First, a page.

Background: Neonatal gene therapy is a promising strategy for treating diseases diagnosed before or shortly after birth. Early and long-term expression of therapeutic proteins may limit the consequences of genetic mutations and result in a potential 'cure'. Adeno-associated viral vectors have shown promise in many areas of adult gene therapy but their properties have not been systematically investigated in the neonate.
Methods: In these studies, using a constitutive promoter expressing luciferase, animals were administered one of ten serotypes of adeno-associated virus (AAV) on the second day of life. Examination of expression, organ growth and vector distribution, maintenance of expression and copy number were measured.
Results: All serotypes demonstrated expression and, in general, transduction of all organs within 3 days, albeit with different biodistribution patterns and expression levels. The highest expression was detected with AAVrh10, whereas the lowest was detected with AAV4. Expression and genomes declined with growth over the first 10 weeks of life; thereafter, to day 100, expression and genomes remained relatively stable. With the highest expressing vectors, whole animal expression at 100 days declined to approximately 10% of that detected on the fifth day. AAVrh10 maintained the highest expression level and copy number throughout these studies.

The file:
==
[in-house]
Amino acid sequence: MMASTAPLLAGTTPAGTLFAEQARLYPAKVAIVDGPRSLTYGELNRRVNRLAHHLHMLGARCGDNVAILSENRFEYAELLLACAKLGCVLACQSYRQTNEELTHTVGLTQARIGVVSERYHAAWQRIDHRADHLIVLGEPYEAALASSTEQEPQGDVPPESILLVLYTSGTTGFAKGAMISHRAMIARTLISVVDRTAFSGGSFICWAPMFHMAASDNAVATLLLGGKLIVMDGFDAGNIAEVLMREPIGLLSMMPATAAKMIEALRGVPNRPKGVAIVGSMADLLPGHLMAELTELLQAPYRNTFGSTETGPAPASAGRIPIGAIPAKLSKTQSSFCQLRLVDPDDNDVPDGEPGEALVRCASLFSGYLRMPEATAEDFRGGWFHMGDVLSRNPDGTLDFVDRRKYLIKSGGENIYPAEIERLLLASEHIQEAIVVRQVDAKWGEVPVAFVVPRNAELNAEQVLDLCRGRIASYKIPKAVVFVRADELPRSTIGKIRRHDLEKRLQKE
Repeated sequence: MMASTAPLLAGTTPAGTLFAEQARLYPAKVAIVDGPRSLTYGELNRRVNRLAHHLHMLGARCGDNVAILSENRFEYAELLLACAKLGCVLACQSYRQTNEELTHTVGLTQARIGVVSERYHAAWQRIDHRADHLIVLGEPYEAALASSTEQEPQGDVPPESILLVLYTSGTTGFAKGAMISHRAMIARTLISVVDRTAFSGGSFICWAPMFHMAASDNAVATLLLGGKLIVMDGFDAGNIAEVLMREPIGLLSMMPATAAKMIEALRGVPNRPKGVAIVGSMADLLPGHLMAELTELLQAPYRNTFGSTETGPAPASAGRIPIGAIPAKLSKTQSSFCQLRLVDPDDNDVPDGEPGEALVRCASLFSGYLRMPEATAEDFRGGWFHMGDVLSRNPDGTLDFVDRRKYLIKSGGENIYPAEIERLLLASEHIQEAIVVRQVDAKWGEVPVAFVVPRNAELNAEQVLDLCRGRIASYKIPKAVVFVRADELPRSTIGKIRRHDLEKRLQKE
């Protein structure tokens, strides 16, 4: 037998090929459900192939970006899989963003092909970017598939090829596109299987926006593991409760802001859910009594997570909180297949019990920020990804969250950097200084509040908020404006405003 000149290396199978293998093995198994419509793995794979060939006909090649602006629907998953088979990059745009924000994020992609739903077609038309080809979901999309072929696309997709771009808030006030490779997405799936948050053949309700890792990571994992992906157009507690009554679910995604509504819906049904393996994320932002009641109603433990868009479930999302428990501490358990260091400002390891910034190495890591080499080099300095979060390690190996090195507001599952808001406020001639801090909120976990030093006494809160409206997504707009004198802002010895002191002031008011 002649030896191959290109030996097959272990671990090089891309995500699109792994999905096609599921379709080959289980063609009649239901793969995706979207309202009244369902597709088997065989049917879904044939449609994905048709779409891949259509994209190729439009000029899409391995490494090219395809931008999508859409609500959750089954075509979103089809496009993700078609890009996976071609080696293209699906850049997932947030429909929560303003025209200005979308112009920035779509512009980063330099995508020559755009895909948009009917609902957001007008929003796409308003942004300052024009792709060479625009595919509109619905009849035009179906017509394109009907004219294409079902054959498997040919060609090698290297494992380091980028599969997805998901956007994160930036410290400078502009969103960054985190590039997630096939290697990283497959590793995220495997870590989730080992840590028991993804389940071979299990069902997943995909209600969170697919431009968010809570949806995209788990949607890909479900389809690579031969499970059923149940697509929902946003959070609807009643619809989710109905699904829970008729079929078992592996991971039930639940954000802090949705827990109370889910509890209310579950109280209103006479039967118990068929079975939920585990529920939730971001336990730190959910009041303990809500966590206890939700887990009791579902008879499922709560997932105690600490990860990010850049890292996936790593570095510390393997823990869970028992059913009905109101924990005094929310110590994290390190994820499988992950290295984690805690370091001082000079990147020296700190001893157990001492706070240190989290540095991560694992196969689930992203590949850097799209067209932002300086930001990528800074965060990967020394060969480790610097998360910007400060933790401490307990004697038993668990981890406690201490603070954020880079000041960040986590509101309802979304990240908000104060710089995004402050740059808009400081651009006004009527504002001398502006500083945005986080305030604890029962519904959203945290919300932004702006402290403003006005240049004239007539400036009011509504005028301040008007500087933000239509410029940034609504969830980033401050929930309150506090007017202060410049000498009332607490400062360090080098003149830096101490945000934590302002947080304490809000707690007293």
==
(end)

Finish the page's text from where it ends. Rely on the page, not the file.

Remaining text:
Conclusions: The impact of tissue and organ growth on the stability of AAV expression will be important if neonatal gene transfer is to be considered as a modality for human gene therapy. Although all vectors did demonstrate expression, rh10 holds the greater promise of the vectors tested to maintain copy number in both mitotic and post-mitotic tissues.